Pierre Neuville / City Toys, Belgium, 1971 (reissue 2019)


This is one of the few cycling games named after a famous cyclist. As far as I know, it is the first game named after a cyclist, and for sure it is the most famous of them (I mean the game, although the cyclist, of course, is also the most famous).

The game was originally issued in two formats (of each of which there were at least two editions).

The less expensive format came in a square box (quite big anyway: 33 x 33 cms). After a while it was reissued with the "50,000 ex." legend on it, as seen in the picture above. It had monochrome plastic riders.

The "deluxe" versions came in a bigger box (66 x 33 cms). Unfortunately, almost all those that I have seen have suffered over time from poor storage conditions. The only difference between the first and second editions of the big box was that one of them (arguably the later version) had a picture of Eddy himself playing the game inside. Both of them had painted riders (though the colours of the riders may vary from one box to another)

The board, which measured 69 x 64 cms, was basically identical in the two boxes, except that it was folded in two in the long box and folded in four in the smaller square box.

In 2019 the game has been reissued (in a smaller box) to commemorate the 50th anniversary of Eddy Merckx first Tour de France.



Compare the old (left) and new (right) boards



Compare the sizes of the old and new boards



This game represents a a one-day race, in which cyclists must complete three laps and a half around a circuit (not unlike the World Championship), with prices (money) at each lap. The winner is the team who got more money, not the one arriving first after the last lap. It is a regularity race.

The writer of the rules is not exactly modest: "vous avez devant vous un des jeux les plus passionants du siècle". I would not say that much, but I have always liked this game. It is a good example of a simple game which nevertheless features "cycling" rules: a rule for mountain passes, a handicap for breakaway riders, and it is one of the first games to have an aspiration rule. In this case, you may draw from the rider in front of you if you like his throw of the dice. (To prevent the possible boredom of the peloton just making a translation movement everytime the leader throws a high number,  the road gets narrower every once in a while, and a rider may only draft from another rider in the same lane. Some lanes get blocked sometimes, but the shape of the peloton keeps changing in a quite natural way).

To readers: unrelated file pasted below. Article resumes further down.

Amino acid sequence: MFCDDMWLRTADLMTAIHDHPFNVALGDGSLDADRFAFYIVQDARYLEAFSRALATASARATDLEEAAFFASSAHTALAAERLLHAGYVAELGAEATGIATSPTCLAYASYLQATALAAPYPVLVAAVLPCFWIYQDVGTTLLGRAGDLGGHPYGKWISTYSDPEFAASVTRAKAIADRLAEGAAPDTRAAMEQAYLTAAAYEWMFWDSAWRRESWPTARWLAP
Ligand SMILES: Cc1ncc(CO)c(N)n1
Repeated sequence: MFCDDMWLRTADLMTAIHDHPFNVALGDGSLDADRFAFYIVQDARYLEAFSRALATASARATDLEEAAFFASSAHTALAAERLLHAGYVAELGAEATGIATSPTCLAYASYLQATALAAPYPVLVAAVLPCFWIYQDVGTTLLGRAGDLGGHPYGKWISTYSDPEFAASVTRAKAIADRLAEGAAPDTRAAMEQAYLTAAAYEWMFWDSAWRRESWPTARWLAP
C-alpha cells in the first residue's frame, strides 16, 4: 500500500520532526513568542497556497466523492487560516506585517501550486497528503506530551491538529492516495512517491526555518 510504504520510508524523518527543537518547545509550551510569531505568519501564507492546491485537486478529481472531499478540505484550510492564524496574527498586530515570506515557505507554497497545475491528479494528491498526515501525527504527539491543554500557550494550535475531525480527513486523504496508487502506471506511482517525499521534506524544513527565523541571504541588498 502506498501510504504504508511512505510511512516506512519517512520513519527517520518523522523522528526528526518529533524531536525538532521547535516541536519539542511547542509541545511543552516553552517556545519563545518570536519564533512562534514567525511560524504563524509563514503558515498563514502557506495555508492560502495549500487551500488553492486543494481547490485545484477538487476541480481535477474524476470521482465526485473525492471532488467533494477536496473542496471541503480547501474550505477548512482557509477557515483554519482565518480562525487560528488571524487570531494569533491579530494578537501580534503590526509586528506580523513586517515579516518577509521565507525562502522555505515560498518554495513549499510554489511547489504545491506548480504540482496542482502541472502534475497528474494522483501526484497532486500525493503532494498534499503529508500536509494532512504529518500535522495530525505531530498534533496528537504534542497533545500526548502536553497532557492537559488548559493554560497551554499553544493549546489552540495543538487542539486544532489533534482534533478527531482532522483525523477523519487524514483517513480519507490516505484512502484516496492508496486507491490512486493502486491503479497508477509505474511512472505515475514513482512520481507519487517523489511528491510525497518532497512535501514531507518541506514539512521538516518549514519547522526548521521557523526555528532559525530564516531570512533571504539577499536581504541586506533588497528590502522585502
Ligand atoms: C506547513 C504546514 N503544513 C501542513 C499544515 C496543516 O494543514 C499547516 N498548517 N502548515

Monochrome riders in the square box.


The twelve riders are divided between 2, 4 or 4 players, that is why one of the teams features three different riders, which can be added to the other teams in a three-player game.


Two variations of the painted riders.



One issue with the original versions of the game is that the light cardboard game board had a tendency to bend and make the big (6 cm!) riders frustratingly unstable. That was worse with the square box, since the board was folded in four, but it also happened with the long box. The makers of the game must have noticed it, since additional orthopedic plastic stands were provided with the game.



Fortunately, the problem has been solved in the 50th anniversary version of the game, which features smaller riders and, more important, a sturdiest board.




Although unstable, even the monochorome riders were not that bad after all






But of course the painted riders were much nicer




Here is the complete peloton



Have a close look at them.





The modern edition looks, well, like a modern game






2019 "demarrage" cards and game money





The famous picture of Eddy Merckx himself playing the game has been used in the 2019 edition too!


Back of the 2019 box


UPDATE March 2021:



Didier Maria found this ad in Belgian Tintin magazine, issue nº 46, from November 11th, 1971.  With this information, the magazine being from the end of the year, and the sentence "le nouveau jeu",  I think the game can be safely dated as being released in the year 1971 (of which I was not previously sure). Its nice to have friends with such knowledge and resources.